DVD Review: The Witch Who Came From The Sea

Published on February 6th, 2015 in: Current Faves, DVD, DVD/Blu-Ray Reviews, Feminism, Movie Reviews, Movies, Reissues, Retrovirus, Reviews |

By Less Lee Moore


From the lurid Frank Frazetta-style cover art to its evocative title, The Witch Who Came From The Sea seems like it might be a female-fronted version of The Beastmaster. As intriguing as that possibility sounds, the film is something altogether different and much more profound. Directed by Matt Cimber (Butterfly, Hundra) in 1971, The Witch Who Came From The Sea wasn’t released until 1976, and even then, ran afoul of the MPAA for what they considered gratuitous violence, nudity, and rather dark subject matter.

I feel it’s best to go into this film with a limited understanding of that subject matter so if you want to see The Witch Who Came From The Sea, don’t read the synopsis on the back of the recently reissued DVD from Cinema Epoch. Instead, watch the film for an early example of renowned cinematographer Dean Cundey’s work and the kind of raw, unflinching tone—both visual and narrative—that is nearly non-existent in today’s metacritical, ultra ironic cinematic climate.

Lead actress Millie Perkins plays Molly, a barmaid in southern California in the decadent, decaying early ’70s, when the hippie dream turned into a nightmare for some. If you’re confused about what the hell is going on in the first 15 – 20 minutes of the film, you won’t be the first. But Perkins is so mesmerizing you’ll want to keep watching to see what happens. When you get to the film’s heartbreaking but inevitable ending, all those little details that seemed like non sequiturs will make sense.

Even though I’m trying to avoid spoilers, I can reveal that the feminist thread running through The Witch Who Came From The Sea is a taut one. The litany of misogyny, from subtle and “well-meaning” to hideous and brutal, is reminiscent of the original title of Steig Larsson’s The Girl With The Dragon Tattoo: Men Who Hate Women. The ways in which the female characters navigate the sexist milieu of the film will strike a chord with all the women who’ve endured the same bullshit.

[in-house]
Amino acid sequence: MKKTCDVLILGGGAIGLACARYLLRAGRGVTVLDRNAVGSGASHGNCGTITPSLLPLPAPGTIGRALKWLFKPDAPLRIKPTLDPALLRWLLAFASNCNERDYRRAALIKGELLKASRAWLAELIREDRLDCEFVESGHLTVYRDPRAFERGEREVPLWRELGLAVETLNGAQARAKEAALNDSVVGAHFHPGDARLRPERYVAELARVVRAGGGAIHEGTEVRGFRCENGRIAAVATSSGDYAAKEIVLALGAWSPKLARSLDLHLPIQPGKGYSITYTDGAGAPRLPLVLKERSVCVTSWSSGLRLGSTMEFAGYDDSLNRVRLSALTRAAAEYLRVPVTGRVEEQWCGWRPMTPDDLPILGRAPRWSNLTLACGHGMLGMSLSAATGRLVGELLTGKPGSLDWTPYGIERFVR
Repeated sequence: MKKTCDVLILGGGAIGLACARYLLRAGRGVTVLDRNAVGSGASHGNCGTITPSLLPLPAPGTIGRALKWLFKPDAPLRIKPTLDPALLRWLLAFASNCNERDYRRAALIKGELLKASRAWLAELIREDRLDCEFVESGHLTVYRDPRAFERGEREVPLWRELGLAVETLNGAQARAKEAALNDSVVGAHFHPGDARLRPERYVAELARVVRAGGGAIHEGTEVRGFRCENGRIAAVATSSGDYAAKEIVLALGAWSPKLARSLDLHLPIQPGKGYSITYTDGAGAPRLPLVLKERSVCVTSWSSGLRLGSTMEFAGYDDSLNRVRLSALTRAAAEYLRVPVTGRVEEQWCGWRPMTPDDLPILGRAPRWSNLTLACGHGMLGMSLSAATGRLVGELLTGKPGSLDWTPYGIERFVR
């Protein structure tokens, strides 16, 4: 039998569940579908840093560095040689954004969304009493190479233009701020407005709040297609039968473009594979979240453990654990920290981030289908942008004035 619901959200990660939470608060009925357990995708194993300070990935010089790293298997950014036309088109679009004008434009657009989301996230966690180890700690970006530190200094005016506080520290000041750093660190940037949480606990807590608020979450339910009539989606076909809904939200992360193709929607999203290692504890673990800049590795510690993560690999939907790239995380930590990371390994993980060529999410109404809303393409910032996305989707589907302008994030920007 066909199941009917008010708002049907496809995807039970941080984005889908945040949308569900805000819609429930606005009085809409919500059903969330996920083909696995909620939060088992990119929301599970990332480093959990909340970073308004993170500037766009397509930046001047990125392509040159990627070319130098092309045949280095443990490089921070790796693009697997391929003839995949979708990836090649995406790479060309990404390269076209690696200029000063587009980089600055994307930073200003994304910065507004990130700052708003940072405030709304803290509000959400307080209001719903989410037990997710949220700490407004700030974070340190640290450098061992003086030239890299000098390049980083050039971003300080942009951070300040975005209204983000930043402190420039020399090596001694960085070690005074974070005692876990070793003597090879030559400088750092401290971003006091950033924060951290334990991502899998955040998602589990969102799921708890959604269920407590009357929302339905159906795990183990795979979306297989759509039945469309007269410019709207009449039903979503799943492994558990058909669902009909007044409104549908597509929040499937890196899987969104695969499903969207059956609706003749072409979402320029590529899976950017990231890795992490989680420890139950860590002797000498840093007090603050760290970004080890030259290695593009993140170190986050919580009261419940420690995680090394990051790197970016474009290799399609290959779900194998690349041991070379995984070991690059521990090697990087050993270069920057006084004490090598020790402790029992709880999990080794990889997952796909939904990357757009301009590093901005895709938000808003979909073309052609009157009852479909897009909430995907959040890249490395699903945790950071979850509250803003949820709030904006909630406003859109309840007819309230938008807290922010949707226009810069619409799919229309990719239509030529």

In addition to Perkins, the cast is superb: Lonny Chapman as Long John the bar owner; Vanessa Brown as Cathy, Molly’s concerned sister; Rick Jason as Billy Batt, the actor with a killer smile; and the peerless Peggy Feury as Doris, Molly’s ball-busting barmaid friend and coworker. Many of these actors were theater stalwarts, so their IMDB profiles might be surprisingly short or lacking in mainstream cinema accolades, but don’t let that fool you into thinking they aren’t incredibly talented.

The dreamlike tone of the film, as well as the fractured narrative is perfect for unfurling the troubled life of an anti-heroine who has been broken by the world. Although The Witch Who Came From The Sea stands as a singular, vital addition to the great tradition of independent cinema, one can see the influence of this style on more recent experimental films like Calvin Lee Reeder’s The Rambler (review) or Josephine Decker’s Butter On The Latch. As long as filmmakers keep holding the torch of iconoclasm high, adventurous film lovers will keep watching for the flames.

The Witch Who Came From The Sea was reissued on DVD by Cinema Epoch on May 20, 2014. The disc contains a commentary track with director Matt Cimber, DP Dean Cundey, and actress Molly Perkins. It’s a compelling listen. There’s also a featurette from the 2004 Subversive reissue of the film called “A Maiden’s Voyage: Remembering The Witch Who Came From The Sea” that covers a lot of the same ground, but is still a nice addition to this release.

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